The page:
Mentoring Moments

An alum and his wife make a difference in U students’ education, one opportunity and dollar at a time


Melanie and Jack Elizondo supported Mbe Agbor—and other students, for 40 years—with mentorship and a scholarship. After he graduated, Agbor paid it forward by becoming a mentor and donor in the First Ascent Scholars program.

Jack Elizondo BS’77 MBA’78 and his spouse, Melanie, are no strangers to giving back.

Jack was the first in his family to attend college, although his higher education journey was almost cut short when he quit school before finishing his degree. After a close friend convinced him to return to the U and sign up for remedial classes, Jack improved his grades and eventually graduated, feeling grateful for the help he received. He even continued on to receive his MBA from the U’s David Eccles School of Business.

He and Melanie wanted to pay it forward. That first year, they did so by donating funds for a scholarship to the Eccles School. “We primarily want to help students of color who are generally underrepresented and cannot financially afford to go to school,” says Jack.

Through matched donations, the Elizondos established an $8,000 scholarship and funded it for 40 years. It was especially tough when they first started a family, but it was something they were passionate about. “We would say to every kid who got the scholarship, ‘We’re giving this to you now to help you, and when you can help somebody, please turn around and do the same thing,’ ” Melanie says.

One of the recipients, Mbe Agbor BS’00 MBA’01, did just that. After being selected, Agbor met Jack at a scholarship luncheon. “What surprised me was that he was just a regular guy,” Agbor says. “That’s when it occurred to me: you don’t have to be some millionaire to really make a difference in someone’s life.”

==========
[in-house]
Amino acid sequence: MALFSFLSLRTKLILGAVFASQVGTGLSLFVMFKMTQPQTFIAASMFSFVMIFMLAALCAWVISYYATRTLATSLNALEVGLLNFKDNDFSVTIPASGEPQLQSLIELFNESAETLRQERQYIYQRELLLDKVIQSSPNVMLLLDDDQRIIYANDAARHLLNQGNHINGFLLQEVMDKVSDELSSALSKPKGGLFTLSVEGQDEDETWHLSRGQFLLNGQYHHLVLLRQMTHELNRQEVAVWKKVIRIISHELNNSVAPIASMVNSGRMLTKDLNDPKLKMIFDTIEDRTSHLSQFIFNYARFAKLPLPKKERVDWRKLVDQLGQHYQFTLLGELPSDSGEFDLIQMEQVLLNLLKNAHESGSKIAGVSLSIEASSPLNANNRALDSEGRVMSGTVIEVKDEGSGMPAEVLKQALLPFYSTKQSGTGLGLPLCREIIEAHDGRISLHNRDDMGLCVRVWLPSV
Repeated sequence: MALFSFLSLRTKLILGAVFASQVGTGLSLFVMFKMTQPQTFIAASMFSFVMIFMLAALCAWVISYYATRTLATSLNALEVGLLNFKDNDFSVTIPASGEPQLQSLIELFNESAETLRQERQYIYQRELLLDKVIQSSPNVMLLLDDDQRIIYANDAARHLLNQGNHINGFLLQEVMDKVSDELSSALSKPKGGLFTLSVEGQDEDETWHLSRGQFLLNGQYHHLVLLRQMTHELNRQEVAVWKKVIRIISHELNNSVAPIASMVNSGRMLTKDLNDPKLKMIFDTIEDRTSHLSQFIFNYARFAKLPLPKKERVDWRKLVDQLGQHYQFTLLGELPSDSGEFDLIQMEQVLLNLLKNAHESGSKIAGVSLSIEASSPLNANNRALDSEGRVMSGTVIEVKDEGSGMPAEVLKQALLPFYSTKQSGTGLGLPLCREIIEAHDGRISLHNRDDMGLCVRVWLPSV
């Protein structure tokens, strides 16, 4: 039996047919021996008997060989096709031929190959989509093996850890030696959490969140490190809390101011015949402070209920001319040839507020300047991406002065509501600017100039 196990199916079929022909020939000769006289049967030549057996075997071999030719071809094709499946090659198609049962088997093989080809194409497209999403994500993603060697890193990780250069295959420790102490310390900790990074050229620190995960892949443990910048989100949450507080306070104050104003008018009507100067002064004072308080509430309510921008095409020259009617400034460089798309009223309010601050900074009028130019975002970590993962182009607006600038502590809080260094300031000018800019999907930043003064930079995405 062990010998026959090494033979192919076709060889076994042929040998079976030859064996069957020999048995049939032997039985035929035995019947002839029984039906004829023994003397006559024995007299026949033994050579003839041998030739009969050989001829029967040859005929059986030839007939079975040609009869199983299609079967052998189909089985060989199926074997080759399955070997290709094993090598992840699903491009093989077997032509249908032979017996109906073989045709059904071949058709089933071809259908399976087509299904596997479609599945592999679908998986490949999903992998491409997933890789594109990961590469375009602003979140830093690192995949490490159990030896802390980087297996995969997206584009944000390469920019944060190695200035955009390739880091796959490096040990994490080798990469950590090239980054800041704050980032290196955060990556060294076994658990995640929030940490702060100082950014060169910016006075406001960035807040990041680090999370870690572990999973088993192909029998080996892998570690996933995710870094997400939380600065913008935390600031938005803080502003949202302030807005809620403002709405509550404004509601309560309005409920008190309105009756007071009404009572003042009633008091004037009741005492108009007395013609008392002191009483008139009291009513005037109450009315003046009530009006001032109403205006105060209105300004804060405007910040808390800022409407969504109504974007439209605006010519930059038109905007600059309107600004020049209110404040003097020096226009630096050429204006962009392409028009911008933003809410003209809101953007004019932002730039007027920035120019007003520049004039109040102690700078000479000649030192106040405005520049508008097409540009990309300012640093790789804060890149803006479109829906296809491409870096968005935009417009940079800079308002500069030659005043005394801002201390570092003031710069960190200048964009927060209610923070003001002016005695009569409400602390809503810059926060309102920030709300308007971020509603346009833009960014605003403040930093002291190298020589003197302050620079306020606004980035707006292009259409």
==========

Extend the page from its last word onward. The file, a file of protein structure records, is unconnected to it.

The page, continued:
After finding success in his career path, Agbor set up his own scholarship with the Eccles School to help other students succeed and started mentoring alongside the Elizondos.

In 2018, the Elizondos discovered the First Ascent Scholars program, a scholarship initiative for students interested in business who have financial need, and started mentoring students through their college journey. “Melanie and I feel compelled to do it,” says Jack. “This isn't an option—this is something we have to do. I have to give something back, because higher education made a difference in our own lives.”

Jack and Melanie hope to stay connected with their mentees throughout their lives to see where they go. “The potential, the excitement, their dreams, their fears—all that energy is just really exciting to be a part of, even if it’s from a little distance,” says Melanie.

U Alumni recently launched Forever Utah, an alumni networking and mentoring platform designed to connect students with alumni from their major or career destination. It doesn’t take a financial commitment, and it is a chance to follow in the Elizondos’ footsteps and create a virtuous circle of giving back.

Make a difference in the life of a student today—sign up to be a mentor at forever.utah.edu.

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